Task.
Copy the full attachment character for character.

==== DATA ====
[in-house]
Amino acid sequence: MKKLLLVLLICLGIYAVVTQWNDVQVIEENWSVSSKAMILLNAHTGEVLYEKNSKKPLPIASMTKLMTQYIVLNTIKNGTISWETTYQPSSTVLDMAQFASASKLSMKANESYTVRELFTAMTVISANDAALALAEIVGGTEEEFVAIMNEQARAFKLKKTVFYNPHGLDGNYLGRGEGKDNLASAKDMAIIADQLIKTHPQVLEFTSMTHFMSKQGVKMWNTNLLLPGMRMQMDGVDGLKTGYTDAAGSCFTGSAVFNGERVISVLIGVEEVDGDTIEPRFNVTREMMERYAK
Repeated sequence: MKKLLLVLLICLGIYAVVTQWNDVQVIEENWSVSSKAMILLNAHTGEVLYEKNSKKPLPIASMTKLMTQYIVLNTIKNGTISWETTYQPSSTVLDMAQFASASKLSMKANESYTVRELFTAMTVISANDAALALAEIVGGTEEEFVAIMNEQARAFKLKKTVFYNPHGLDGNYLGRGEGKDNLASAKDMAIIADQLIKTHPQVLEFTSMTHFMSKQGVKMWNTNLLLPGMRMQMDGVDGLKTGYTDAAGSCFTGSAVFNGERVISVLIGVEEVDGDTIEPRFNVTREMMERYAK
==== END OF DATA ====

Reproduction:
[in-house]
Amino acid sequence: MKKLLLVLLICLGIYAVVTQWNDVQVIEENWSVSSKAMILLNAHTGEVLYEKNSKKPLPIASMTKLMTQYIVLNTIKNGTISWETTYQPSSTVLDMAQFASASKLSMKANESYTVRELFTAMTVISANDAALALAEIVGGTEEEFVAIMNEQARAFKLKKTVFYNPHGLDGNYLGRGEGKDNLASAKDMAIIADQLIKTHPQVLEFTSMTHFMSKQGVKMWNTNLLLPGMRMQMDGVDGLKTGYTDAAGSCFTGSAVFNGERVISVLIGVEEVDGDTIEPRFNVTREMMERYAK
Repeated sequence: MKKLLLVLLICLGIYAVVTQWNDVQVIEENWSVSSKAMILLNAHTGEVLYEKNSKKPLPIASMTKLMTQYIVLNTIKNGTISWETTYQPSSTVLDMAQFASASKLSMKANESYTVRELFTAMTVISANDAALALAEIVGGTEEEFVAIMNEQARAFKLKKTVFYNPHGLDGNYLGRGEGKDNLASAKDMAIIADQLIKTHPQVLEFTSMTHFMSKQGVKMWNTNLLLPGMRMQMDGVDGLKTGYTDAAGSCFTGSAVFNGERVISVLIGVEEVDGDTIEPRFNVTREMMERYAK